Let’s be honest, if clothes are treated as what they should be, namely a cover against cold and shame, 80% of clothing business in the world would disappear. I used to buy loads of clothes many of which I wore only once or twice and never again. And now they are just antiques in my wardrobe and serve as nothing but a painful reminder that I could have used the $50 to pay off my debt and be one step closer to being debt-free.
I started practicing restriction on my clothing purchase 5 months ago and avoided going to branded department stores altogether. The discipline of buying only the clothes I absolute needed which were simple and cheap and diligent searches for Amazon coupons and deals on various coupon sites have saved me more than $500 since. That’s 10 steps closer to being debt-free, isn’t it?
- Use coupons whenever you can
Whether it be printable or online, coupons could be a decisive factor in your budget. Tiffany, the owner of mylitter.com, testified that her spending on food and toiletries per month dropped to $450 from $1200 after she started couponing. I use a coupon aggregator called Dealgogogo to get Amazon coupons automatically applied when I check out. Though I don’t shop unless necessary, those Amazon coupons did help me cut my spending on Amazon by 40-50%.
- Stop going to restaurants and start cooking your dinner at home
Restaurants are expensive. Especially if you dine out on a daily basis. Especially when you go out with your friends. I used to have both lunch and dinner in restaurants and went out with my friends 4 times a week. That didn’t help me at all.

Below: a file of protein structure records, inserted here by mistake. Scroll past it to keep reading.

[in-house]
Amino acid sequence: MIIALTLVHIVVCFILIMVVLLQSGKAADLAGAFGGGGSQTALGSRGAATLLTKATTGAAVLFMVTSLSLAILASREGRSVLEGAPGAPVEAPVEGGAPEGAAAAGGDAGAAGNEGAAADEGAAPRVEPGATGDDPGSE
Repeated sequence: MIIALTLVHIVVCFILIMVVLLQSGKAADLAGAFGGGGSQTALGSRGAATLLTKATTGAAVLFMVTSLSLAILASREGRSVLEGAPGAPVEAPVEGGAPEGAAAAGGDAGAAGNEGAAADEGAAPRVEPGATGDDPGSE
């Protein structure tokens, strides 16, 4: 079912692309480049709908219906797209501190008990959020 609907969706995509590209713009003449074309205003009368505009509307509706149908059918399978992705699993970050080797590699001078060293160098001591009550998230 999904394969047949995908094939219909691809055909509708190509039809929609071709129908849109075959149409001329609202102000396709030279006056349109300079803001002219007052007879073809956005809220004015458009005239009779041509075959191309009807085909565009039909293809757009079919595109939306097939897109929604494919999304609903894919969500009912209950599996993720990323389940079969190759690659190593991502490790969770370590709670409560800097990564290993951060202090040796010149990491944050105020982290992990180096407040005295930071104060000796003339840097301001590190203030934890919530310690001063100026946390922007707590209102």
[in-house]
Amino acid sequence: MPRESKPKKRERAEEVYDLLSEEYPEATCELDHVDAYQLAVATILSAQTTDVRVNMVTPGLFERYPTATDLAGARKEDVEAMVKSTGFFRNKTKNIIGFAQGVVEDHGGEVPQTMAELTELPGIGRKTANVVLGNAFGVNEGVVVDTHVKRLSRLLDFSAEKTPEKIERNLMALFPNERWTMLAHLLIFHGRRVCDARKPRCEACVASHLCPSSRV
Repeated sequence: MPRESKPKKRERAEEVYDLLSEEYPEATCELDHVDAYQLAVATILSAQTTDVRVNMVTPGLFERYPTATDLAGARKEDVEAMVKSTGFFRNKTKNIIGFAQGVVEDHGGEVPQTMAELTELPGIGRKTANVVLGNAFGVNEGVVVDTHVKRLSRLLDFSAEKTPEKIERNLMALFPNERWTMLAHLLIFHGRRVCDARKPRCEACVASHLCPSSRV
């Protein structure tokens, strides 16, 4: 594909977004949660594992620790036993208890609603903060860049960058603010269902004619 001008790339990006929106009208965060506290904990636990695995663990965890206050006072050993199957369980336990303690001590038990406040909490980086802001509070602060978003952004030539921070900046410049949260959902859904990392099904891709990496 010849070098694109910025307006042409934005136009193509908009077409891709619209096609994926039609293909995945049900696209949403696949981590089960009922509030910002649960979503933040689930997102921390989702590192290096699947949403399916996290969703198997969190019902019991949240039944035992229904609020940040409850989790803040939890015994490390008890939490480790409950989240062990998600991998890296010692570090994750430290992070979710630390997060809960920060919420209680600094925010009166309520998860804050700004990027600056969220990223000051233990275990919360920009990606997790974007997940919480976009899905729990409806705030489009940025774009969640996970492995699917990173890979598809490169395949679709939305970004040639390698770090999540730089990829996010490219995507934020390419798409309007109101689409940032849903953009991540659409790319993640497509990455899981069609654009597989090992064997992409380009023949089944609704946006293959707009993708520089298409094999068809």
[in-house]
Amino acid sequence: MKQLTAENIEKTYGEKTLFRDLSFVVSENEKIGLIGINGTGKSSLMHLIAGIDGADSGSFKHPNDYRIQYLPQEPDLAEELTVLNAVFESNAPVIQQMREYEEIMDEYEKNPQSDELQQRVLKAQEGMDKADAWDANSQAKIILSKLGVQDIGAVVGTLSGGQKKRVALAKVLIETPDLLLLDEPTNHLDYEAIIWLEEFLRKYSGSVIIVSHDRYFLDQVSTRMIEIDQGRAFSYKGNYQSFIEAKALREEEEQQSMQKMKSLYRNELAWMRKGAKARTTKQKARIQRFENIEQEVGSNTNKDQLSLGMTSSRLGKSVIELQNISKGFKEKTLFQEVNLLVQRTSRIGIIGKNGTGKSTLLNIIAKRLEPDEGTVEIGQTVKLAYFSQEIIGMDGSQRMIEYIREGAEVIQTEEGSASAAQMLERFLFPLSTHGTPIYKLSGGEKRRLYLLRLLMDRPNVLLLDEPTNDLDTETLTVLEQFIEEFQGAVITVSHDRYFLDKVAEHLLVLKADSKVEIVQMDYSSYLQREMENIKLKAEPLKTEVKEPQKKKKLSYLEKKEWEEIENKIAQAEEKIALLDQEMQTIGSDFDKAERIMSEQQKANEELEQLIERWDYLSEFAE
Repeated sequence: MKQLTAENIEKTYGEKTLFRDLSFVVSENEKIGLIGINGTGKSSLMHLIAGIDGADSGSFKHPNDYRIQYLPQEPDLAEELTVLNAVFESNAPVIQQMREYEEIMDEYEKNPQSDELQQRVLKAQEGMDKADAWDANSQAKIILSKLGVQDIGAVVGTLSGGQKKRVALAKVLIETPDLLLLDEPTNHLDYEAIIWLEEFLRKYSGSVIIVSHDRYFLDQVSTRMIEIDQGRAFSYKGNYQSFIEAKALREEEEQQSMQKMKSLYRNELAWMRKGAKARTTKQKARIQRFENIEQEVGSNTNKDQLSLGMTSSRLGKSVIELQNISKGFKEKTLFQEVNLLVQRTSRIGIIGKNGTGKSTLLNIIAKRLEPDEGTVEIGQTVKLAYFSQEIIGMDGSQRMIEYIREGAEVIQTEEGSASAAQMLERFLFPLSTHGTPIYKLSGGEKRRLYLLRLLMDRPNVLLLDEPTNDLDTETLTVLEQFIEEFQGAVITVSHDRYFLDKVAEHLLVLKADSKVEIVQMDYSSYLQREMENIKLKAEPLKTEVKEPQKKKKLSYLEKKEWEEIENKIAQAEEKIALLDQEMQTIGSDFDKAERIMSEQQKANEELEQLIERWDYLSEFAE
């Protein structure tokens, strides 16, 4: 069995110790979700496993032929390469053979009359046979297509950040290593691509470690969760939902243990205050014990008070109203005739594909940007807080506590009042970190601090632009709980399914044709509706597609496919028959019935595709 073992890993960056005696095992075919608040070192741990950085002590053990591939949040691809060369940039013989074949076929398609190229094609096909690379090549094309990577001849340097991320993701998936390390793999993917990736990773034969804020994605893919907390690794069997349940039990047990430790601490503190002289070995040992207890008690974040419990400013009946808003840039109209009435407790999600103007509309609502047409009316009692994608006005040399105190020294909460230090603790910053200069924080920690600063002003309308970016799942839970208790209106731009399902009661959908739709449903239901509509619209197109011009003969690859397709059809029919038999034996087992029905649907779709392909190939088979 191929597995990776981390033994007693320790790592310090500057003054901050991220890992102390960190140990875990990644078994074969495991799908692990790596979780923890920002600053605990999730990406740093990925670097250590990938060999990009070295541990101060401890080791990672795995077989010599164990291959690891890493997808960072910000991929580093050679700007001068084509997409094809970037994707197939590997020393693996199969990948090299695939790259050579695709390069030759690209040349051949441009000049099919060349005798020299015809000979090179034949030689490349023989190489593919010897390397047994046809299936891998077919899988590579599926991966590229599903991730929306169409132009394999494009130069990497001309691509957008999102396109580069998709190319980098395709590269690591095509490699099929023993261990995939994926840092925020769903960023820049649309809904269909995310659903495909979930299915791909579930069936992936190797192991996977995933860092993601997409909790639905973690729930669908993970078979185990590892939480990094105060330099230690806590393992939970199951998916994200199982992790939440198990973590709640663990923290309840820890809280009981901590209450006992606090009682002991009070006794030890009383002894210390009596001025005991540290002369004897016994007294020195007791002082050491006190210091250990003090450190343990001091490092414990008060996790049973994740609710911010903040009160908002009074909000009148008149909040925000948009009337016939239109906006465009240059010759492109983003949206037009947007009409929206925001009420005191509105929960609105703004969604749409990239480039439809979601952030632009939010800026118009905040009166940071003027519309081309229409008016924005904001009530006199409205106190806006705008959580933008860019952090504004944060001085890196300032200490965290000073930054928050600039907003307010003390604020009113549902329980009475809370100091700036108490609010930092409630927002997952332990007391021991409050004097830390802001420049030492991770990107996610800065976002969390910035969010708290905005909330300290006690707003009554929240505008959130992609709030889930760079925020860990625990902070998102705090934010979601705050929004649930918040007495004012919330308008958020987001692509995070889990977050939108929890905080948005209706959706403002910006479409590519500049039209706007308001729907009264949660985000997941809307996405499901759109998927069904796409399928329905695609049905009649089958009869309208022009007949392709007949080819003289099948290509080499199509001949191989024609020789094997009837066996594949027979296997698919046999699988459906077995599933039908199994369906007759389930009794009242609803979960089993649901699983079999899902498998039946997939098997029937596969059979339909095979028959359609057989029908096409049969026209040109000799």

Seeing me in this ever-going-down spiral of overspending, my fiancée prescribed the remedy of cooking dinners at home and packing lunches for work, the practice of which during last five months has saved me about 700 dollars. There are lots of tricks you can apply when employing this plan.
First, the plan must be executed with ruthless resolution. No exception must be allowed unless in a real emergency. If because of laziness you choose restaurants over home-made food once, it will happen twice. You’d always be thinking, this is the last time, or, I just need to relax. Keep in mind that you’d always want to relax. And ask yourself since when your last time for anything really is the last time?
Second, never habitually just go to one place to buy vegetables and meat. I have found that while during daytime vegetables in a vegetable market may be cheaper than in a supermarket, it is often the opposite in the evenings because supermarkets do not stock perishable goods during the night. And when I buy meat, I go to the vendors who are further inside the meat market because their price would be lower due to their inferior positions. One more thing I keep in mind is to never buy packaged meat. They are easily 1.5 times the price of fresh meat and more often than not they are not fresh, plus being damaged by the freezer. I also check Amazon for cheap cooking materials and moneypantry.com for food coupons.
- Live without entertainments for a while
I had always thought that I couldn’t live without movies, and this conviction plus temptations offered by ticket coupons have led me to cinemas countless times all the while I was in debt. I started by cutting down the frequency, and when I realized that I could save 80 dollars per month if I choose to wait a while and watch the movies later on my laptop, I became motivated enough to curb the desire for huge screens and spatial sounds. I’m in for the story anyways. And guess what, there are those amazing Amazon coupons to help you watch movies for free sometimes!